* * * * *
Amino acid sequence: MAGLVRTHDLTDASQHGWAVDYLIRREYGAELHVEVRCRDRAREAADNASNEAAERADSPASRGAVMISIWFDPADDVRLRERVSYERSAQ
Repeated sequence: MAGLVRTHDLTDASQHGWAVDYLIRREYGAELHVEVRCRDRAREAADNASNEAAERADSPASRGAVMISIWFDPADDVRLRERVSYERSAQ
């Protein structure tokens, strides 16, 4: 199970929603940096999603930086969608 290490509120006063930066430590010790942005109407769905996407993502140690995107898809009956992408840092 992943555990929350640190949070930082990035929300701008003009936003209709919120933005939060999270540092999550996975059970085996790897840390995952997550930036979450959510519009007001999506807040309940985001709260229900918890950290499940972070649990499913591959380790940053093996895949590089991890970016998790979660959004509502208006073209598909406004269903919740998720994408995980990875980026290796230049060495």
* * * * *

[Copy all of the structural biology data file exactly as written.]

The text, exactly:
Amino acid sequence: MAGLVRTHDLTDASQHGWAVDYLIRREYGAELHVEVRCRDRAREAADNASNEAAERADSPASRGAVMISIWFDPADDVRLRERVSYERSAQ
Repeated sequence: MAGLVRTHDLTDASQHGWAVDYLIRREYGAELHVEVRCRDRAREAADNASNEAAERADSPASRGAVMISIWFDPADDVRLRERVSYERSAQ
């Protein structure tokens, strides 16, 4: 199970929603940096999603930086969608 290490509120006063930066430590010790942005109407769905996407993502140690995107898809009956992408840092 992943555990929350640190949070930082990035929300701008003009936003209709919120933005939060999270540092999550996975059970085996790897840390995952997550930036979450959510519009007001999506807040309940985001709260229900918890950290499940972070649990499913591959380790940053093996895949590089991890970016998790979660959004509502208006073209598909406004269903919740998720994408995980990875980026290796230049060495």